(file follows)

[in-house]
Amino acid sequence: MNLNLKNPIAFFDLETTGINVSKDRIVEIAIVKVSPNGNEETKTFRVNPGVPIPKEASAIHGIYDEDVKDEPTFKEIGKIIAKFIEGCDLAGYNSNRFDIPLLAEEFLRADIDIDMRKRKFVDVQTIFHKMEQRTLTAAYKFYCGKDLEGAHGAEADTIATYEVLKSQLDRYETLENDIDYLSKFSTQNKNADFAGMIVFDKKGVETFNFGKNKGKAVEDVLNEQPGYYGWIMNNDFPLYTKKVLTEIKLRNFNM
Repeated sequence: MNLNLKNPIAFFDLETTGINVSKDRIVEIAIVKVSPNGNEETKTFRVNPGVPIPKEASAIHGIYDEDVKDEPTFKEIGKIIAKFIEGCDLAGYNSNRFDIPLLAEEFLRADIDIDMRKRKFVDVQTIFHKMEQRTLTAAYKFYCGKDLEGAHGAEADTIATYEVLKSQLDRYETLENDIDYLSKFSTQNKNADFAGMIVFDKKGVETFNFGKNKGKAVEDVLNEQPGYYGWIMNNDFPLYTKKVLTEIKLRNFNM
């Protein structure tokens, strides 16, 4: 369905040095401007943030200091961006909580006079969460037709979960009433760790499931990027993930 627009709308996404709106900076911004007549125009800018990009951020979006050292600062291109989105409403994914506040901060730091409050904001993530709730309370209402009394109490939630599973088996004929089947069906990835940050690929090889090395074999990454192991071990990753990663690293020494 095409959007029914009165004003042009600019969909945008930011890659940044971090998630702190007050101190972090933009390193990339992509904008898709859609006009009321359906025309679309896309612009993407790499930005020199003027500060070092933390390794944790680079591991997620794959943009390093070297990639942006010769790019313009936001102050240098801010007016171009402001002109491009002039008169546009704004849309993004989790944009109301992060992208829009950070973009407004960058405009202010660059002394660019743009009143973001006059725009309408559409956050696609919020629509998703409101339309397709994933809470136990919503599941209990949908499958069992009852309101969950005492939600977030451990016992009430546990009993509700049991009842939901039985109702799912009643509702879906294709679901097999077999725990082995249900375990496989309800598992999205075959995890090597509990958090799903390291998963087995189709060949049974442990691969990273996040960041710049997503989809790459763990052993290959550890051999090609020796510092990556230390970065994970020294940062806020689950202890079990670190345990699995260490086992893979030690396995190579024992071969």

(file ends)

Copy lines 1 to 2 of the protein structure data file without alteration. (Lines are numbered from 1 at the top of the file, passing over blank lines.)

[in-house]
Amino acid sequence: MNLNLKNPIAFFDLETTGINVSKDRIVEIAIVKVSPNGNEETKTFRVNPGVPIPKEASAIHGIYDEDVKDEPTFKEIGKIIAKFIEGCDLAGYNSNRFDIPLLAEEFLRADIDIDMRKRKFVDVQTIFHKMEQRTLTAAYKFYCGKDLEGAHGAEADTIATYEVLKSQLDRYETLENDIDYLSKFSTQNKNADFAGMIVFDKKGVETFNFGKNKGKAVEDVLNEQPGYYGWIMNNDFPLYTKKVLTEIKLRNFNM